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Re: Copper Retirement
« Reply #5 on: April 11, 2019, 10:30:37 AM »

I am a little surpised thay are allowed to do that, ie to force people onto FTTP, even for voice service.

lol wut?

Why wouldn't they be allowed to install fibre then retire the inferior copper?
It's their network, they own it. They spent the money to invest in fibre and maintaining copper on top would not have been in those investment plans.

As long as they aren't retiring copper before covering all properties in that area fibre, no idea why you would want to keep the copper.
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sevenlayermuddle

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Re: Copper Retirement
« Reply #6 on: April 11, 2019, 11:33:30 AM »

old fashioned copper PSTN has advantages over fibre, for voice calls.

These include avoidance of packetisation at that level, and the ability to supply power over the phone lines, so that you can still call the fire brigade even if the fire has taken out your mains supply.   With Voice over fibre, I believe you must rely on rechargeable batteries that form part of the installation.   Opinions differ on how reliable these batteries might be.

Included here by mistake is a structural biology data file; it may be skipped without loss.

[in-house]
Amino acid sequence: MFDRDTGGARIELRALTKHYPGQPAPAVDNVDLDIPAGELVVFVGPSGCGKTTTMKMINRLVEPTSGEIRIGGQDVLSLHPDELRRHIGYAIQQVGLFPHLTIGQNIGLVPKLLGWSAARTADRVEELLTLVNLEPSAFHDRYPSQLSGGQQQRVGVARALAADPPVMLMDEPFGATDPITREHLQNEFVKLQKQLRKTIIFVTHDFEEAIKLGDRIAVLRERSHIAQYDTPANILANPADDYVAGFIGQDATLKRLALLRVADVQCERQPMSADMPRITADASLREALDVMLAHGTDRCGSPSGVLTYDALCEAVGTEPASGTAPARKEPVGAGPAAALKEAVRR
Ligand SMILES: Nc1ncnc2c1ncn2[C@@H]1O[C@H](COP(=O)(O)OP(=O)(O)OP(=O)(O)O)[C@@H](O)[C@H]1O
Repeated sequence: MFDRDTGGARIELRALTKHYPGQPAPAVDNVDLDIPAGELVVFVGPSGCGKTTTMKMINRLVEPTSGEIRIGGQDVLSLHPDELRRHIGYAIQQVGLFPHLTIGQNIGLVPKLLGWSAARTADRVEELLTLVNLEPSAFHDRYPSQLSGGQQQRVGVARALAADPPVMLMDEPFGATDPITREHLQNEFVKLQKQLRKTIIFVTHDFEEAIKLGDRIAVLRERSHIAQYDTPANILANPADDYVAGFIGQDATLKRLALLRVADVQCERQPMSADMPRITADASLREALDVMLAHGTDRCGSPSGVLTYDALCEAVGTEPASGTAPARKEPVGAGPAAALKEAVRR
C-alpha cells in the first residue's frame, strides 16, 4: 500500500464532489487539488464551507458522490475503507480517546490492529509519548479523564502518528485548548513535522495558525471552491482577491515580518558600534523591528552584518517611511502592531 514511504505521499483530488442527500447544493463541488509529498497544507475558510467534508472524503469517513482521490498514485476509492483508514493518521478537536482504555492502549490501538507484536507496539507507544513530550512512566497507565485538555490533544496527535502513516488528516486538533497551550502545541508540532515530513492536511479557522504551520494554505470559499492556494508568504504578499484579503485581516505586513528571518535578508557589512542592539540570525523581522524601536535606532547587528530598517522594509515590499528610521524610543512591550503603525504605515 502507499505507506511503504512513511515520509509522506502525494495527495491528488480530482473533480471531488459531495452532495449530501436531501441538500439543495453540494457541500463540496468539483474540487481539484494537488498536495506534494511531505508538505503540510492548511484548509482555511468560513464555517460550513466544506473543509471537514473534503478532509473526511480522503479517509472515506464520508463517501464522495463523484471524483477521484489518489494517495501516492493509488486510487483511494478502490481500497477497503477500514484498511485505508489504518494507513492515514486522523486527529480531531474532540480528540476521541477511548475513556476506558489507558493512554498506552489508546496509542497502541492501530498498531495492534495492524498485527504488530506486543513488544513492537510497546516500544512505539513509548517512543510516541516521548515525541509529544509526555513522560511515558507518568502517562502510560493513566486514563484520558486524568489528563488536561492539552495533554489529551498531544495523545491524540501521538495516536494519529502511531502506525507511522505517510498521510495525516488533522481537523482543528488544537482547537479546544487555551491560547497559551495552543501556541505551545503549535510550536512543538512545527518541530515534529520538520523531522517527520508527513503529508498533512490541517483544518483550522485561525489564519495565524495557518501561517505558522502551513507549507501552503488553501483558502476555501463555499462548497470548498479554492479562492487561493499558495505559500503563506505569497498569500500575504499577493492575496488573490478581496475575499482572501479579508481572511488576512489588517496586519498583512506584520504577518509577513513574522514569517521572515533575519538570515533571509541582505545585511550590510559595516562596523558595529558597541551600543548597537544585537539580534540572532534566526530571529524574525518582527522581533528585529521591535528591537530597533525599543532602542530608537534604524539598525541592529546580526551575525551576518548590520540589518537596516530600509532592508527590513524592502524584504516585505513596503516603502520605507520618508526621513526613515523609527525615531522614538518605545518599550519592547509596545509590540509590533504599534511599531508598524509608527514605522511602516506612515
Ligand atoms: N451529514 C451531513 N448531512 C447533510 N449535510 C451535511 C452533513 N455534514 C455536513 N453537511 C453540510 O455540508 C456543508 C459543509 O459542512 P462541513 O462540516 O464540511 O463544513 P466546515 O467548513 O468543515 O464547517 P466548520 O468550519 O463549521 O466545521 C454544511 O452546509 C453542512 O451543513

Granted, very few people these days own a dumb phone that works from line-power, but I am slightly surprised that the need to allow it, where it was demanded, would be removed.

To test whether BT still support truly dumb phones I have just made a call on such a phone, a BT706.   Using pulse dialling, I called my own mobile number.   A few moments after the dial came to rest for the final digit, the call was delivered, indicated by bleeping from my wristwatch. :)
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burakkucat

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Re: Copper Retirement
« Reply #7 on: April 12, 2019, 02:08:39 AM »

Granted, very few people these days own a dumb phone that works from line-power, . . .

Do you have any statistics for the above?

I am one of the "very few" . . . however many of us there may be.
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sevenlayermuddle

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Re: Copper Retirement
« Reply #8 on: April 12, 2019, 08:40:05 AM »

Do you have any statistics for the above?